“Yeah.” He took two steps toward the kitchen door and stopped when Christian flicked a glance at Deanna. He backtracked, dropping a perfunctory kiss on her cheek. And then they were gone.
Deanna stood where they’d left her, Perry’s kiss an afterthought that lay cold on her cheek. Not her husband’s afterthought, but Christian’s.
No, Perry Adams wasn’t always a nice man.
The last thing Deanna felt like doing was hostessing a barbeque – especially Perry’s definition of a barbeque. She longed to throw a backyard bash where everyone ate ribs with their fingers and all faces were smeared with barbeque sauce; where tables groaned under homemade potato and macaroni salads, corn on the cob, baked beans, chips, dip, and desserts galore; where croquet and badminton and miniature golf and flag football were played with abandon from midday until well after dark; where adults gathered around the outdoor fireplace at midnight, swigging beer and scotch and laughing as raucously as the children had all day long.
Instead, she surveyed her backyard with resignation. Oh, it was beautiful, she couldn’t deny that. Fairy lights strung in the ornamental trees softly lit the grounds. Round tables had been delivered that morning and were draped in white linen, floating ghosts in the twilight gently lit with elaborately decorated candle centerpieces. A battery of caterers manned huge stainless steel grills where kebabs of chicken or seafood and vegetables sizzled; or wound their way through the crowd, refilling wine glasses with Blush Noir or Pinot Grigio from brands whose prices had made her blanch; or carried plates of kebabs on beds of rice pilaf and garnished with sprigs of fresh basil.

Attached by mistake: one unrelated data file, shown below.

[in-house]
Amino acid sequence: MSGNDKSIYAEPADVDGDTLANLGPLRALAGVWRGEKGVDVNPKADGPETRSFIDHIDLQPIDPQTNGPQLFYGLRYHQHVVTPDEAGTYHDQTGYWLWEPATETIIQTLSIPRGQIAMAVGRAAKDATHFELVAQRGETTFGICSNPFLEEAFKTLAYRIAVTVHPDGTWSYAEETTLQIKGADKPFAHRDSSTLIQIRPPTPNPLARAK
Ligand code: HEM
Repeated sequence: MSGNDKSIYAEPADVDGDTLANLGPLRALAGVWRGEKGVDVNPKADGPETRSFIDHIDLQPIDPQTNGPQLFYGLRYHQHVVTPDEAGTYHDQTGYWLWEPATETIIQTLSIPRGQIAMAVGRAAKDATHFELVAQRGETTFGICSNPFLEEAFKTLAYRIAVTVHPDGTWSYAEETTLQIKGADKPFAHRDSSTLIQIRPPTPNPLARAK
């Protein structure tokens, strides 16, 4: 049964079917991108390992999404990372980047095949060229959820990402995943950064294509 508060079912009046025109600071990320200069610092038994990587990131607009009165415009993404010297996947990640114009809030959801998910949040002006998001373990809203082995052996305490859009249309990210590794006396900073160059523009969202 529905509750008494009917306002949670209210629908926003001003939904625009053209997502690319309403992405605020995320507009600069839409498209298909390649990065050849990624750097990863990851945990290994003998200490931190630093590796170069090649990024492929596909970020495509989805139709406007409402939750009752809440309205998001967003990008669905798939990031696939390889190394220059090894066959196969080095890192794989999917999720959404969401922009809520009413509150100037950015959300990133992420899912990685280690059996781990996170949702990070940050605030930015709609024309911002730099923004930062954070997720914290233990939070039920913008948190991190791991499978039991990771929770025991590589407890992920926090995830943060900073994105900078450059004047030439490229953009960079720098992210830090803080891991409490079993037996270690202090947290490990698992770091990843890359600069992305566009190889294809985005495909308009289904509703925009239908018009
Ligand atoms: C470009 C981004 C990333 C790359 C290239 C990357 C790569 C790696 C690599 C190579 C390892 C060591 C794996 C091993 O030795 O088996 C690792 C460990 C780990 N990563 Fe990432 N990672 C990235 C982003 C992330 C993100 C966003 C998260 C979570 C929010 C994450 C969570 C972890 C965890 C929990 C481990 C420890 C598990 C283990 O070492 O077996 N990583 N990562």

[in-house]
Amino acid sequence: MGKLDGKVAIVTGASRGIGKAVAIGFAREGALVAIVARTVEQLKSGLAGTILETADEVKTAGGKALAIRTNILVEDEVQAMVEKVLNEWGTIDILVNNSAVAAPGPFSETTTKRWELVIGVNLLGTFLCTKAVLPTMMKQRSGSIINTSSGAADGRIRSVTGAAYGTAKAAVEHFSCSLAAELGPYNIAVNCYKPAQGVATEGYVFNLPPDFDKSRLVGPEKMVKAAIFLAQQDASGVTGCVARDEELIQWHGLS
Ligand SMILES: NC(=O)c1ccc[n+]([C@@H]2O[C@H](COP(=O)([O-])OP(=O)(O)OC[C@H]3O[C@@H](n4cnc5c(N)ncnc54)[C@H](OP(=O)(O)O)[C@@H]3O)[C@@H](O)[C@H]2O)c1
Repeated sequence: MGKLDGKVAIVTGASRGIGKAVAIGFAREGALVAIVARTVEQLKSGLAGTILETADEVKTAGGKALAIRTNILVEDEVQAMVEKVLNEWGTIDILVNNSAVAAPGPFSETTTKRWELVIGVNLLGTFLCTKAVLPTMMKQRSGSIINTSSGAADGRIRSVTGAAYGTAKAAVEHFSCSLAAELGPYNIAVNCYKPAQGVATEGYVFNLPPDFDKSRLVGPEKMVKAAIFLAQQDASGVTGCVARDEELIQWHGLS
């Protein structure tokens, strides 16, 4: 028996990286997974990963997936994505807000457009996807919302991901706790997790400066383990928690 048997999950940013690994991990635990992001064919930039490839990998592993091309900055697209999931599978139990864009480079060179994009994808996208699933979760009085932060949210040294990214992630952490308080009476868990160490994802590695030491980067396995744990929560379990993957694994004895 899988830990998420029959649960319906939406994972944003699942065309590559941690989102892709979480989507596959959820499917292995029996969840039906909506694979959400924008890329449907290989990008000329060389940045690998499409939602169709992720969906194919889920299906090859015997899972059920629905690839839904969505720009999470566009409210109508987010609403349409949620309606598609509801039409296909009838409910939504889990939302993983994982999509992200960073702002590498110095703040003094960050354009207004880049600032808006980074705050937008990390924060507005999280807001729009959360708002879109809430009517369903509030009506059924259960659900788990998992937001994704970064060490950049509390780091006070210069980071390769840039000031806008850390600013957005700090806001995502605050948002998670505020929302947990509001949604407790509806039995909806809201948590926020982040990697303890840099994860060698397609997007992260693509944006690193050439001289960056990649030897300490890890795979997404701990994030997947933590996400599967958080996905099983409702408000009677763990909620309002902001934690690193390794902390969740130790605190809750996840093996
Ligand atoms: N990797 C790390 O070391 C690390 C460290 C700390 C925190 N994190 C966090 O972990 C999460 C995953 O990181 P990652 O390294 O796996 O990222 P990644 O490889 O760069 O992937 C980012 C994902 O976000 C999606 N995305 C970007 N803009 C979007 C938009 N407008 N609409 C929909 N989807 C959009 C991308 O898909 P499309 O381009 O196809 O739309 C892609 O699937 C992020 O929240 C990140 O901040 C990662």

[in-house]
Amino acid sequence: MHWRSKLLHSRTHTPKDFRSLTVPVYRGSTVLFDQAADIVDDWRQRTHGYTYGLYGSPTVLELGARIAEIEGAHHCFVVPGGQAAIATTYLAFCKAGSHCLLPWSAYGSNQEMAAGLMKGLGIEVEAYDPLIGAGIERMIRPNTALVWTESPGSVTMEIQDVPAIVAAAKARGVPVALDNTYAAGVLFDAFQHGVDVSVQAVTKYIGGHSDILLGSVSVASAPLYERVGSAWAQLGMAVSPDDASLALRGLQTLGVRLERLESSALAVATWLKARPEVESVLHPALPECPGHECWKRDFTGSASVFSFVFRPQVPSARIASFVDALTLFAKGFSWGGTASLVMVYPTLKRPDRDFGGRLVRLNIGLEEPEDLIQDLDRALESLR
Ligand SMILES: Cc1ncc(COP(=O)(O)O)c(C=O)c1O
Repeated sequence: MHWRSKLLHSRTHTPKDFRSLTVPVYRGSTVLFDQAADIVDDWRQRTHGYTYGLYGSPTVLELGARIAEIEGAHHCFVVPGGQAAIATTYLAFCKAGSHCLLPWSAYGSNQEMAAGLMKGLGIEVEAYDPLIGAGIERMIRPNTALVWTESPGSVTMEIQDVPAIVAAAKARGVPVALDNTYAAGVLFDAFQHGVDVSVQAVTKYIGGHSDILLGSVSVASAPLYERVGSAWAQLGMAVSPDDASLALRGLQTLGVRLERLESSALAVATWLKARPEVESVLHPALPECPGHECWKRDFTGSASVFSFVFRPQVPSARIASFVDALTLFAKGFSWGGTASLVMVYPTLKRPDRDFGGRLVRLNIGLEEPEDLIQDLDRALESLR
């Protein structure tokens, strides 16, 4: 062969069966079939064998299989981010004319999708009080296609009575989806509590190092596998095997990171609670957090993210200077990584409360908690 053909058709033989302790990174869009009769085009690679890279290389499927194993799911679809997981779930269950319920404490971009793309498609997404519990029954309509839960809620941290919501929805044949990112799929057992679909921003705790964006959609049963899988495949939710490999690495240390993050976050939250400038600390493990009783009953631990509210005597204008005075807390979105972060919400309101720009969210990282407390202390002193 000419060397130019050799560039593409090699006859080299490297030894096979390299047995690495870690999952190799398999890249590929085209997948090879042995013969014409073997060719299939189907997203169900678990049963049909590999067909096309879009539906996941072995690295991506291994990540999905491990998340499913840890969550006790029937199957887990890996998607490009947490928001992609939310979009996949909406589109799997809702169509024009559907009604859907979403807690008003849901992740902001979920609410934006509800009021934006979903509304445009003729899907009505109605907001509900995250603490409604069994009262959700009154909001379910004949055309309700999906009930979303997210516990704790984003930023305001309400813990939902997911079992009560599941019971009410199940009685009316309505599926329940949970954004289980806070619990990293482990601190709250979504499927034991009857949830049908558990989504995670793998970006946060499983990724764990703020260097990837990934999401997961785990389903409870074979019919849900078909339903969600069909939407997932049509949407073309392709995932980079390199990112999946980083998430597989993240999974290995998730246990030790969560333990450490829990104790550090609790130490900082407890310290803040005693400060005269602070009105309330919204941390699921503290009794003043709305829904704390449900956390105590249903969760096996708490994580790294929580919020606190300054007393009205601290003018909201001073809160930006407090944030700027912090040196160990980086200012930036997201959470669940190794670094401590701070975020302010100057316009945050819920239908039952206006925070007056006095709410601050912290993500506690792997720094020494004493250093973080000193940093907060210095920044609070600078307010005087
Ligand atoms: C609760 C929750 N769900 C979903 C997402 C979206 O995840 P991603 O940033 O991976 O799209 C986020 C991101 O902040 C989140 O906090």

Men in slacks and button up shirts under sweaters and women in casual evening dresses and elegant shawls gossiped casually and discreetly at their tables. The resulting collective murmur was a discordant hum that gave Deanna the insane urge to throw some shitkicker music on the hifi and crank it to a decibel that could be heard in Moses Lake just to drown out the polite cacophony.
Instead, she leaned against the jamb of the French doors that opened onto the patio, assuring herself that no one was being neglected – save by her – and making hushed requests to the caterers as needed.
“It looks very nice, Deanna,” said Christian, pausing at her elbow. Deanna shot him a look of surprise.
“Thank you, Christian.”
She shifted, the beaded bodice of her cocktail dress scraping against the jamb. She hoped none of the beads broke loose; there were several snark specialists amongst her guests who would be happy to speed along the grapevine how crass it was that Deanna Adams wore a dress that was virtually falling off her body; and then they would speculate at how many other functions she must have worn it to bring it to such a shabby state, when in fact Deanna had purchased it only the day before.
He stood silent beside her for another moment, looking out over the backyard and patio, but she didn’t delude herself that it was for her benefit. He was simply cataloging who was where, and with whom he most needed to network. A consummate businessman, was Christian, but – and she would never admit this to either Christian or Perry – one cut from a finer, more sophisticated cloth than her husband.